Luteal phase defect (LPD) is the inability to produce enough progesterone during the luteal phase, which disrupts the monthly menstrual cycle. The luteal phase is the two-week period between ovulation and menstruation. The ovaries release progesterone during this phase, aiding in the thickening of the uterus lining for pregnancy. Progesterone levels remain high in order to support the developing baby. A drop in progesterone levels will lead to a miscarriage.
The lining sheds during menstruation, if pregnancy does not occur. A woman with LPD experiences her menstrual cycle earlier than usual due to the low production or premature drop of progesterone.
LPD may occur if the ovaries do not produce enough progesterone or if the lining of the uterus does not respond to the progesterone.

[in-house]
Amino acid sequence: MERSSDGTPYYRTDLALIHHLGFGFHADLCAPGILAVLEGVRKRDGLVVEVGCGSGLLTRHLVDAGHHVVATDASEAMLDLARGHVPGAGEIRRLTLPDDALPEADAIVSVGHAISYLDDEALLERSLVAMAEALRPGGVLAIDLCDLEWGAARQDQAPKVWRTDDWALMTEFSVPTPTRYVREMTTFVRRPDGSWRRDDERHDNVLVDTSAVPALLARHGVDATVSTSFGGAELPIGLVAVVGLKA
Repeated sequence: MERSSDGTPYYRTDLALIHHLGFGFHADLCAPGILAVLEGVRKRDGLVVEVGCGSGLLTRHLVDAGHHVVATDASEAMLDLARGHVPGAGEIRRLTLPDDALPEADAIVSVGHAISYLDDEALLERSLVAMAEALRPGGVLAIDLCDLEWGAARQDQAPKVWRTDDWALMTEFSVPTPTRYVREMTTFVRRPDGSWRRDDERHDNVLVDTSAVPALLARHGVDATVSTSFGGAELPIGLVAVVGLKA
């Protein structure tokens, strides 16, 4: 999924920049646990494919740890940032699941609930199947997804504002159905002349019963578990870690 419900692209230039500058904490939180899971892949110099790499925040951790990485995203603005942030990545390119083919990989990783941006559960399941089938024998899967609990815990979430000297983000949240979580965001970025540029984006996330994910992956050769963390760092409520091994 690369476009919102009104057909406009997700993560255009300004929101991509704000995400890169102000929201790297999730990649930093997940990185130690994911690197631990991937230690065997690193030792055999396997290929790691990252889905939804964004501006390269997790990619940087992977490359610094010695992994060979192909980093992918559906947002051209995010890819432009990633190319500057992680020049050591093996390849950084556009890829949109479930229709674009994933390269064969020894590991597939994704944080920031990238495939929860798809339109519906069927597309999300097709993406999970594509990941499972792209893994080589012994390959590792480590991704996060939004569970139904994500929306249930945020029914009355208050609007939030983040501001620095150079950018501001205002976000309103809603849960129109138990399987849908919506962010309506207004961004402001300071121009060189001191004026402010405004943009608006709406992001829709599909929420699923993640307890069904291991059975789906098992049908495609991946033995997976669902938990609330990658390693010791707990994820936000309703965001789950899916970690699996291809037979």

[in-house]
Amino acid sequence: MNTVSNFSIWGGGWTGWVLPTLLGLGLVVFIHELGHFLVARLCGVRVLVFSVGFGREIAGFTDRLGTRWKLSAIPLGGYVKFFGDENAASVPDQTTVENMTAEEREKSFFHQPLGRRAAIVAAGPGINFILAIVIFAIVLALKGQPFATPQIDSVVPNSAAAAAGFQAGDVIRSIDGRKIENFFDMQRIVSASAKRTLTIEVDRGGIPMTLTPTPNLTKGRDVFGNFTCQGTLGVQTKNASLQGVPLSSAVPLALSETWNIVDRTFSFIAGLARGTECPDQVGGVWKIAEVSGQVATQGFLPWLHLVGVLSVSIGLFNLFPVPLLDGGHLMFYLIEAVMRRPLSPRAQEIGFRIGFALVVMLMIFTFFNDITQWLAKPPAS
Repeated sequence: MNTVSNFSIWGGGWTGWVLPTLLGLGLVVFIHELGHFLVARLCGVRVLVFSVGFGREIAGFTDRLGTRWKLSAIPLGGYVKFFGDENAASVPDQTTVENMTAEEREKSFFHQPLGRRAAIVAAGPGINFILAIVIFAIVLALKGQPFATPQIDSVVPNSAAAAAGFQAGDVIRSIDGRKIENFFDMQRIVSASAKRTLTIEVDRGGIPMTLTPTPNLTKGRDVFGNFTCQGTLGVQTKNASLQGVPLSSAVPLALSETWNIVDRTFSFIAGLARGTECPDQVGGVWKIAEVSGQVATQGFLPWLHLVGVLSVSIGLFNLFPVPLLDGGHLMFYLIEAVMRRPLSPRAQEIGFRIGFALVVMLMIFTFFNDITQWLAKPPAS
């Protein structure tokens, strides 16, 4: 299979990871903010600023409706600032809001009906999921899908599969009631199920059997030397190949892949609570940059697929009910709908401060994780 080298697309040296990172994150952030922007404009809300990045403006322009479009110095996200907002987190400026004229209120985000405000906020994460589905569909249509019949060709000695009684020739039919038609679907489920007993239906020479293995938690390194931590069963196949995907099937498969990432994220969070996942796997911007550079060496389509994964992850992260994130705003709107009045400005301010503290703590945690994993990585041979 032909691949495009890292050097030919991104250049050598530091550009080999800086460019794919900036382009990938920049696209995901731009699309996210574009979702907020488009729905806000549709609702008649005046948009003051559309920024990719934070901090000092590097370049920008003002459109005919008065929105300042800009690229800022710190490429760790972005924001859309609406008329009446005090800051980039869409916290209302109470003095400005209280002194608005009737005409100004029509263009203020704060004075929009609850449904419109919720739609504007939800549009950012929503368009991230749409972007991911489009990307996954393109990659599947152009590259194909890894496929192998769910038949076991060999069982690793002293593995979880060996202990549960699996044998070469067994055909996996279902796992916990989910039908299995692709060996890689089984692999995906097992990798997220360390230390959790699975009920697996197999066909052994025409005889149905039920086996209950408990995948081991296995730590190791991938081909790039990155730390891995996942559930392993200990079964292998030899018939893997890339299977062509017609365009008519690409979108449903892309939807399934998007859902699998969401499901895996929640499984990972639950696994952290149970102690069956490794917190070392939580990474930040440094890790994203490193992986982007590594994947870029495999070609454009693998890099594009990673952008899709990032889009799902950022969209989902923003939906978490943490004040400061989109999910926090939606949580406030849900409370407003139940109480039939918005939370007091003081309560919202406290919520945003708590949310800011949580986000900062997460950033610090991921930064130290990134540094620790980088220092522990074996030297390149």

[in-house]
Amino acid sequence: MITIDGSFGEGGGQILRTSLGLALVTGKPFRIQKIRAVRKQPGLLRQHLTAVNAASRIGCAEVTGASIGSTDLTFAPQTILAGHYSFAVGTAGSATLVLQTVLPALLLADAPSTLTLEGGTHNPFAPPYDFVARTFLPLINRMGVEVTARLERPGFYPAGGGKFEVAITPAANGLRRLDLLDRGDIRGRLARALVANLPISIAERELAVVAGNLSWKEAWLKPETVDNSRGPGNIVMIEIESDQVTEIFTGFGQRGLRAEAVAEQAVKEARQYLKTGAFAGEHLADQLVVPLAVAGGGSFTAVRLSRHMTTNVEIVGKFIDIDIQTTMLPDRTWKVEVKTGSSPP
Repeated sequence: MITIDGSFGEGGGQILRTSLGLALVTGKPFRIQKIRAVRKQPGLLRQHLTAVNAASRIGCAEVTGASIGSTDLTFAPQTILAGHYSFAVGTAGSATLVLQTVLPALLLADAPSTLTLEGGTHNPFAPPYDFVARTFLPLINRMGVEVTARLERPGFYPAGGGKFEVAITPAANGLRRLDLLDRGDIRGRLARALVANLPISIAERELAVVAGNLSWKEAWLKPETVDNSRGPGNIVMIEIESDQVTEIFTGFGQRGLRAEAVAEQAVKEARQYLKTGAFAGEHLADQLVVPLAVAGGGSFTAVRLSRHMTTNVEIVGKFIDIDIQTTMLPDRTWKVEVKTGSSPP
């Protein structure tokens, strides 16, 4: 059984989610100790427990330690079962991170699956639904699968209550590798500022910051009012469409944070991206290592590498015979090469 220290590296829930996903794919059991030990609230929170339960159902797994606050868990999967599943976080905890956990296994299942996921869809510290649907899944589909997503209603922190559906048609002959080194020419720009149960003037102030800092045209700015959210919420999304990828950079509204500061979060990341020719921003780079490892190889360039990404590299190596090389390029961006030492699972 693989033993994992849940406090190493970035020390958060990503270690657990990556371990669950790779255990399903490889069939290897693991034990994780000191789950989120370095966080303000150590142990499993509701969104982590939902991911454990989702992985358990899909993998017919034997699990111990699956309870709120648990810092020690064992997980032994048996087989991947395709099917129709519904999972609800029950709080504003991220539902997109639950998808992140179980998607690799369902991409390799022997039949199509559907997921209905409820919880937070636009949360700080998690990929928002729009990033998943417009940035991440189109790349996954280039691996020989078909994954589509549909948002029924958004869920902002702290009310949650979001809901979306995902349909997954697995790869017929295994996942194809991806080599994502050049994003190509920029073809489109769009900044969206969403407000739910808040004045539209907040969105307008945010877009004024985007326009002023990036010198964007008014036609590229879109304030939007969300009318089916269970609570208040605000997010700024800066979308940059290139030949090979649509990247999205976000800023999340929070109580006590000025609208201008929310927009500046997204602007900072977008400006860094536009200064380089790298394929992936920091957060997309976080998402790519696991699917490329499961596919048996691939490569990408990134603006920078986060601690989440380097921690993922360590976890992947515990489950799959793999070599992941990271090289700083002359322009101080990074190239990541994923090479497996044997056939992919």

- Frequent, short menstrual cycles
- Spotting between cycles
Blood tests are used to check hormone levels, including the follicle-stimulating hormone, the luteinizing hormone and progesterone. If an endometrial biopsy is needed, it take place a day or two before the next menstrual cycle to observe the development of the lining of the uterus.
- Clomiphene citrate (Clomid) is used to stimulate ovulation and release more eggs.
- Human chorionic gonadotropin (hCG)is used to stimulate ovulation of mature eggs and produce more progesterone.
- Progesterone injections, pills, or suppositories assist with uterine lining growth.